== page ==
Although the instrument was developed as early as the Invaders tenor pan, it was not known to many unless they played with North Stars, Tony Williams’ band. This band was not as open to scrutiny as some. Many players took one look at the pan and automatically thought it would be too difficult to play. This may have had something to do with why it took longer to take a hold in the pan community. Tony Williams and North Star’s victories at the Music Festival in 1962 (Voices of Spring) and 1966 (Poet and Peasant) and at the first two editions of the Panorama, in 1963 (Dan is the Man) and 1964 (Mama Dis is Mas) became legendary. These performances demonstrated and established the potential of the Spider Web Tenor Pan. Although the new pan was accepted for its tonal qualities, there was not enough known or understood about the tuning of the pan by other pan tuners.

In the mid-sixties, there was a split of North Stars. West Side Symphony was born under the direction of Herman “Rock” Johnson, Anthony Williams’ right hand man, who also had first-hand knowledge of the Spider Web. For the first time the Spider Web could be scrutinized at close range by the steel pan community. This definitely helped to stir the interest of pan tuners and turn the tide of acceptance towards the Spider Web pan. Still, tuners were skeptical about making the pan exactly as Tony Williams had with all notes connected to each other and no dead space on the pan. At the time, tuners were focused on separation and isolation of notes, a process introduced by Bertie Marshall (and proven to work on his Double Tenor Pan) and Ellie Mannette (who used a similar separation in the manner in which he prepared and grooved his pans.) Tuners decided that a pan with as much natural harmonics as the Spider Web would be a lot easier to tune if the notes were separated. As a result, tuners reverted to the previous method of petal shaped notes with the higher octaves separated and isolated from the lower octaves. Thus, we have the modern day Circle of 4ths and 5ths Tenor Pan. The fact remains that whether we call it Spider Web or Circle of 4th/5ths, this pan is one of the most important links in the evolution of the steel pan as an accepted musical instrument.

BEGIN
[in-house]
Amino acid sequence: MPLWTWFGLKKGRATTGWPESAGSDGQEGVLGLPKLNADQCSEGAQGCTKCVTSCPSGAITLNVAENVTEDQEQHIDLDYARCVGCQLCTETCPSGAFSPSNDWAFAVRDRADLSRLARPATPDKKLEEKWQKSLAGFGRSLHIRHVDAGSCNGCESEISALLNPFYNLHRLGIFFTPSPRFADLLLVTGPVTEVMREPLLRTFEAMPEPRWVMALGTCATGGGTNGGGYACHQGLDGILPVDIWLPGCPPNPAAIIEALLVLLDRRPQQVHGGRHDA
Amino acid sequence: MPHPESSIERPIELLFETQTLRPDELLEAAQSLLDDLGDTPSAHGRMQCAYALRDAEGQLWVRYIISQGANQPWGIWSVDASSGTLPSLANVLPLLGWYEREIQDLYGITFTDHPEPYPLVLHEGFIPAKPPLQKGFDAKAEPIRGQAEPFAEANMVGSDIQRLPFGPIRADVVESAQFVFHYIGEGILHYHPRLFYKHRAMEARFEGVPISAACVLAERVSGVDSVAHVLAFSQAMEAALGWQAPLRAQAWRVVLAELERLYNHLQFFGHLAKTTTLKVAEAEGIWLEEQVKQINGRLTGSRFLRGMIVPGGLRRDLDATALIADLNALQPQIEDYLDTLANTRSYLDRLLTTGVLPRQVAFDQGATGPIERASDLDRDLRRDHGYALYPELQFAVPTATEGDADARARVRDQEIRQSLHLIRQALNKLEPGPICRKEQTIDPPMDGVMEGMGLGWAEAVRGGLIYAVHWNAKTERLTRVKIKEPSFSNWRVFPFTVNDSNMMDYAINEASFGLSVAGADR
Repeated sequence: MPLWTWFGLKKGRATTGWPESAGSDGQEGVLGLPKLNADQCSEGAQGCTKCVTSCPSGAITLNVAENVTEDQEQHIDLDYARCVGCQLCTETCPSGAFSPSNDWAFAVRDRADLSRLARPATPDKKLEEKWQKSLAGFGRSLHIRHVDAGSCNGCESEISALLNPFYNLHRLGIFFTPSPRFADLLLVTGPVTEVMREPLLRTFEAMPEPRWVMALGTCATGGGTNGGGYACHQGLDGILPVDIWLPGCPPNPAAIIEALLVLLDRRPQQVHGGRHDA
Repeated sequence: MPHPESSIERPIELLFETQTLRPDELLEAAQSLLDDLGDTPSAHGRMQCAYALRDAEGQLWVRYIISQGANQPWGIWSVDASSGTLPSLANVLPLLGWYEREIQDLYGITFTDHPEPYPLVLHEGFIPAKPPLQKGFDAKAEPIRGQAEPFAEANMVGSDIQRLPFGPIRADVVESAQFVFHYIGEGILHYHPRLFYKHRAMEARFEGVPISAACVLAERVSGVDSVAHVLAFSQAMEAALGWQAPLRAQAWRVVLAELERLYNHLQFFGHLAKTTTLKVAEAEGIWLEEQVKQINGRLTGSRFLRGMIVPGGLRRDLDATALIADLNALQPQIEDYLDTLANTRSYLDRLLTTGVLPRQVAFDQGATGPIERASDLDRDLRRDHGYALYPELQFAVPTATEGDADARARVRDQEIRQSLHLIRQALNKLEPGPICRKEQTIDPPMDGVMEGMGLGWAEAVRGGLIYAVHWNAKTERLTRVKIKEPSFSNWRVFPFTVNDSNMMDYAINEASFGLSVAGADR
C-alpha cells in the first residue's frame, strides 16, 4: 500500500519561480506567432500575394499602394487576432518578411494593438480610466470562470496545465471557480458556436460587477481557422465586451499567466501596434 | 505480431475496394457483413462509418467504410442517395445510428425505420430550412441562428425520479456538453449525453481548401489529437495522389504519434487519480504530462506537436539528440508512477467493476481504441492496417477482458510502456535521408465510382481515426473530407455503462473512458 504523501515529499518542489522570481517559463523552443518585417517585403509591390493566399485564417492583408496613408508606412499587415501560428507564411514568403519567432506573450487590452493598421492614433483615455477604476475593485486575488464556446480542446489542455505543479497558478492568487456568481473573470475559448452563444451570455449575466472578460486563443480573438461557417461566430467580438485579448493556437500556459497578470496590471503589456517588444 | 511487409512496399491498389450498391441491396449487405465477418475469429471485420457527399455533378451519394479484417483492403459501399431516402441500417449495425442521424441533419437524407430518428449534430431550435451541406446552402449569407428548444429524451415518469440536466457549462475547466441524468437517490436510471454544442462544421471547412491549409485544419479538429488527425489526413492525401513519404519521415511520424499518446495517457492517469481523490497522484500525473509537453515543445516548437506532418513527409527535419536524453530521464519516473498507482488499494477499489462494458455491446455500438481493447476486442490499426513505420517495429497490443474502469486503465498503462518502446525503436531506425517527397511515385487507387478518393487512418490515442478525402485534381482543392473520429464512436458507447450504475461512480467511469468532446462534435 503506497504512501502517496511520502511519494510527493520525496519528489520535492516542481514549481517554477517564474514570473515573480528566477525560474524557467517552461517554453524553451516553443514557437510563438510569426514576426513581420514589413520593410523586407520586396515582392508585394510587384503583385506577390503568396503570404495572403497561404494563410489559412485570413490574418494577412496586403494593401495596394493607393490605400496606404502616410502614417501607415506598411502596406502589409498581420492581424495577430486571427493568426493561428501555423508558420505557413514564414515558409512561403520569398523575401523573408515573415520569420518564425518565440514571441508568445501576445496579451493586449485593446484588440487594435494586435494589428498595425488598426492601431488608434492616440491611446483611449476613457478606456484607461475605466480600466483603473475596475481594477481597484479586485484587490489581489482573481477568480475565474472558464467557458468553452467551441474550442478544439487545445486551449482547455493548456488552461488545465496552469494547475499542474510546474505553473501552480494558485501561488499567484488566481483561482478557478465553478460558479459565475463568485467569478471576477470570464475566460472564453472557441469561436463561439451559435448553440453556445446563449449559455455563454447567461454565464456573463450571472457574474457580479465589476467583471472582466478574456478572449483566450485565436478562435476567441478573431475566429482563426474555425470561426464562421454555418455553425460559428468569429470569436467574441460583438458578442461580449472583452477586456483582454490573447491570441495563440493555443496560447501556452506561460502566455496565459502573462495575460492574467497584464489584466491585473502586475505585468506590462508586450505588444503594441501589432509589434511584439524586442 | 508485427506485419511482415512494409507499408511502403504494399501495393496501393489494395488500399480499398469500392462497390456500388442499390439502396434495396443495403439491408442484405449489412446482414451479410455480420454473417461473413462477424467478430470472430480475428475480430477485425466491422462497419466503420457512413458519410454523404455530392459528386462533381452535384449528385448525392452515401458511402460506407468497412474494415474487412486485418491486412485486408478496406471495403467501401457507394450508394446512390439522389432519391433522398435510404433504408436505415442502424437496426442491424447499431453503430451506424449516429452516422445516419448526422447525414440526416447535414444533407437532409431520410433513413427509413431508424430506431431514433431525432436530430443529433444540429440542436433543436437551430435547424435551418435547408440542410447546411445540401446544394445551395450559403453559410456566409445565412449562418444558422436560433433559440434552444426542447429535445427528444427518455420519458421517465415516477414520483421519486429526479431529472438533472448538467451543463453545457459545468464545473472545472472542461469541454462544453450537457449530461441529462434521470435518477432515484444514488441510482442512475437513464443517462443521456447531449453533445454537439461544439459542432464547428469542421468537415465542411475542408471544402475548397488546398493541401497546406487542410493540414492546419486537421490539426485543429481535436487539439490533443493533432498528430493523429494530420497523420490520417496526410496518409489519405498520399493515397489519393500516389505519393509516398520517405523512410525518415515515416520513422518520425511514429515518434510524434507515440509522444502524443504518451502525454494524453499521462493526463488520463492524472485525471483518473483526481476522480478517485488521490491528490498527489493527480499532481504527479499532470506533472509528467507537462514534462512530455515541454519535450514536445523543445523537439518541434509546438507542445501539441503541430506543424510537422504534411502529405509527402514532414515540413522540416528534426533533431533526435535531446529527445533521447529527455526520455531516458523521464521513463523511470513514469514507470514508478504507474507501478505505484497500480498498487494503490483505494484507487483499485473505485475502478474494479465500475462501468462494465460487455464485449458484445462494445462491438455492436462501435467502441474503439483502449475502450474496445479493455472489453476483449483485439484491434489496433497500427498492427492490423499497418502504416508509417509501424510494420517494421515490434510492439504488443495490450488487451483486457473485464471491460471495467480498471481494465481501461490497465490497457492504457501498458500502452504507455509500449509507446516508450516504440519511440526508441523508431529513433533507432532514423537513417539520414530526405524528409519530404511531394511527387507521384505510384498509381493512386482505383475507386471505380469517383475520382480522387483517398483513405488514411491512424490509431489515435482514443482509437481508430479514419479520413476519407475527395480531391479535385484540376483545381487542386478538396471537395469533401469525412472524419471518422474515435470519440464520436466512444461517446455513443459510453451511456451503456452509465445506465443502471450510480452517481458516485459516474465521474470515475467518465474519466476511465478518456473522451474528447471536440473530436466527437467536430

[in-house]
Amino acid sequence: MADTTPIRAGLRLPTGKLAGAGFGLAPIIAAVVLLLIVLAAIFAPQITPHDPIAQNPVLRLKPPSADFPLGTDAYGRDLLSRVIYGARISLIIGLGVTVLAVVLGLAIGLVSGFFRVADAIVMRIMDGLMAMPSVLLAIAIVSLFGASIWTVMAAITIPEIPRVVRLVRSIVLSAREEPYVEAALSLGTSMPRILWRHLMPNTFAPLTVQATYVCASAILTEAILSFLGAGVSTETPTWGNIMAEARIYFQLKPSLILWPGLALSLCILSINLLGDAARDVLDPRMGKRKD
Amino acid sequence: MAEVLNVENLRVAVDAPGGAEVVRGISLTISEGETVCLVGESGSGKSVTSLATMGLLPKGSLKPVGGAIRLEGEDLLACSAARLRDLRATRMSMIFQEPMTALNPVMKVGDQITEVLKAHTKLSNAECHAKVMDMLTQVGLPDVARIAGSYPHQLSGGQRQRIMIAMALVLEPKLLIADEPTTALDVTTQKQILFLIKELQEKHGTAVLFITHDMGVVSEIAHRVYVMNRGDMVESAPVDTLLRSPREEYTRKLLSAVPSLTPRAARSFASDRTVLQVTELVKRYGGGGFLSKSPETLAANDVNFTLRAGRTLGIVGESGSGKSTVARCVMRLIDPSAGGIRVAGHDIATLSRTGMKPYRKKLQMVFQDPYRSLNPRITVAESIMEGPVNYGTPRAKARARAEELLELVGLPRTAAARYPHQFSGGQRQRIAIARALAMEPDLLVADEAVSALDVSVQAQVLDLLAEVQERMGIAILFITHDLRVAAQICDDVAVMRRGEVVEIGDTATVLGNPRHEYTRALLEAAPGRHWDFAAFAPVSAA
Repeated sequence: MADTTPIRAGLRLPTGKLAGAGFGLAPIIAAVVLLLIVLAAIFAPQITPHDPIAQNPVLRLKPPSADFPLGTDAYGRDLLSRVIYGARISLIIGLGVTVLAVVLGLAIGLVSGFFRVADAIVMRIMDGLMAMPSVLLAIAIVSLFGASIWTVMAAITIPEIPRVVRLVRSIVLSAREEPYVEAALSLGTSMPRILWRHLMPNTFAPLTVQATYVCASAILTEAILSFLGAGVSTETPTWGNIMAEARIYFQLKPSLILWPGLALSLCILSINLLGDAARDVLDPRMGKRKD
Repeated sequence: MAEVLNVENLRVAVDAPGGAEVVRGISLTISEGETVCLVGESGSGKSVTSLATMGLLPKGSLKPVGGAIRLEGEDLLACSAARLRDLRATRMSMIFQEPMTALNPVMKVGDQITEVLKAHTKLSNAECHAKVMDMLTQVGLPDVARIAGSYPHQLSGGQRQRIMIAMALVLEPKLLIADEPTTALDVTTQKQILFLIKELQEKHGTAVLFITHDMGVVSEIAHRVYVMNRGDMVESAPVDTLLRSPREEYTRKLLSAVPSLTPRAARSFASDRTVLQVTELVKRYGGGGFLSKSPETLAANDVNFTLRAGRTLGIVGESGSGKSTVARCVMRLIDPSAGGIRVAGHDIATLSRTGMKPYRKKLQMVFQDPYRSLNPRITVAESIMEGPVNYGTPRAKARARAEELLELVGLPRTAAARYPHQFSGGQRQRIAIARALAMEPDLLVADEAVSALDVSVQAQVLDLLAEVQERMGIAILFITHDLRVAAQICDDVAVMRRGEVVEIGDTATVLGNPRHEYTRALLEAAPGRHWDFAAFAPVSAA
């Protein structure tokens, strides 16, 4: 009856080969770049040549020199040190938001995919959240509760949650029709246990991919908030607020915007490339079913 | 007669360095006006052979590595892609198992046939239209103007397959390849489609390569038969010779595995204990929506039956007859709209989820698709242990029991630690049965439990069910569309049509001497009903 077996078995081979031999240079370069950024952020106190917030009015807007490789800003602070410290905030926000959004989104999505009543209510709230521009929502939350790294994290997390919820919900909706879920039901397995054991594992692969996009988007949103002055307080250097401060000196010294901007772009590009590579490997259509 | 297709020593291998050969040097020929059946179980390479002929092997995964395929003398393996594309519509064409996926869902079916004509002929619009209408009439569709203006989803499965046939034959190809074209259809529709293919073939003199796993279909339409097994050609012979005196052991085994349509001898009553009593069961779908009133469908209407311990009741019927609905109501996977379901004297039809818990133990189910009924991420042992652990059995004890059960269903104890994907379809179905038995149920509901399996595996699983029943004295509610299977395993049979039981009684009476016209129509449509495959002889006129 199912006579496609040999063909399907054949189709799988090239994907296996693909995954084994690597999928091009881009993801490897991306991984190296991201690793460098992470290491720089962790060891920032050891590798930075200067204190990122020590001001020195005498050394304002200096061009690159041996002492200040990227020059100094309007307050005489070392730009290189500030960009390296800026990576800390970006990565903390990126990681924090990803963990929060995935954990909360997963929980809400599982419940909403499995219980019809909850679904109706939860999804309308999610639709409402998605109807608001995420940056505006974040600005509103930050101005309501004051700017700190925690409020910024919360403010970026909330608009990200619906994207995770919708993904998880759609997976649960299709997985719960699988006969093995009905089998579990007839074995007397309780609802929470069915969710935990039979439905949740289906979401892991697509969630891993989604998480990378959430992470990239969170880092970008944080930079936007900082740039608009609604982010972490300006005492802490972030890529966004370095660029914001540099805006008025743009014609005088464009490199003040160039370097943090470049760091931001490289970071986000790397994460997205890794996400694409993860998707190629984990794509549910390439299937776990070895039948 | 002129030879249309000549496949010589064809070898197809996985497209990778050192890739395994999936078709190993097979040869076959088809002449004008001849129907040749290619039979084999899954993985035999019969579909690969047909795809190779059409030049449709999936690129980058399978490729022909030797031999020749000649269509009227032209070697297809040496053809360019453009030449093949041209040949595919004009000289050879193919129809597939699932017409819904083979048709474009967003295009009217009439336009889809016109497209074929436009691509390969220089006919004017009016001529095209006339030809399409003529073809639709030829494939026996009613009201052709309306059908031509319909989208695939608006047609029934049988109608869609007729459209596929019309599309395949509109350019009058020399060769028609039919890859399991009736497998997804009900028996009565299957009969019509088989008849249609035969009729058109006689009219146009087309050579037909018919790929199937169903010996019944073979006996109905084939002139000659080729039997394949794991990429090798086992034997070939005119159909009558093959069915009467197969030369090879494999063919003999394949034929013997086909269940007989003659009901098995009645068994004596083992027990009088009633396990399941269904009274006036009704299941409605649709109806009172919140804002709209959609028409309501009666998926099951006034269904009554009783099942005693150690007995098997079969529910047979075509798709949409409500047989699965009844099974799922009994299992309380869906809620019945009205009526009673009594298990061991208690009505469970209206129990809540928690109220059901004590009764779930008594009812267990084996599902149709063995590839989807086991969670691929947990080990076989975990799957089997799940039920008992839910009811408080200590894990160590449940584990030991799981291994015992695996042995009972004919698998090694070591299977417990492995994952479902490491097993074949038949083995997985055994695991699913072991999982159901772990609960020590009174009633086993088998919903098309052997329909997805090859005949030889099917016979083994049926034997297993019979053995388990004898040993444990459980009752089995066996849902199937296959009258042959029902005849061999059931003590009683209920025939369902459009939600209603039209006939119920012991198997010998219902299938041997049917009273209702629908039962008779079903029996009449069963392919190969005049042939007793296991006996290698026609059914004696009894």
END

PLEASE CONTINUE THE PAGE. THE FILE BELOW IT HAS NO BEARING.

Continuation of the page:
Second Pan

Another pan that occupies a place of importance in the pan family is the Second Pan. This single pan was introduced to provide accompaniment to the First Pan and was named Second Pan by pioneer steel bandsmen of the era. One must understand that the people involved in the naming of these instruments had no formal musical training. Pan names were influenced by the colloquial musical expressions of the local pan community.

The name Second Pan meant the second primary voice in the family to be introduced and developed (coming after the First Pan.) Second also referred to the harmony of the second pan (i.e. the root, third, fifth, seventh, etc. of a chord or combination thereof) that accompanied the melody of the First Pan. Simply put, the Second Pan played the second part of the musical arrangement.

The Second Pan also had another set of names. It was called the Alto Pong at the time when names like Soprano Pong and Ping Pong surfaced. All these names eventually filtered down to Second Pan as the accepted title.

The Second Pan gained popularity rapidly in steel bands. During the forties, many steel bands could be identified by the unique way in which they played their Second Pans. The Casablanca Steel Band was among the first to place and emphasis on playing the Second Pan.

When the performance of classical music gained popularity and importance with the steel pan community, the range and tonal quality of the Second Pan came under close scrutiny. Pan tuners and enthusiasts embarked upon an experimental mission to improve the range of the Second Pan. At one time, the focus on improving the design of the pan to include the full chromatic scale led to welding two drums together. The welding of the drums was short-lived but the idea of two pans instead of one remained.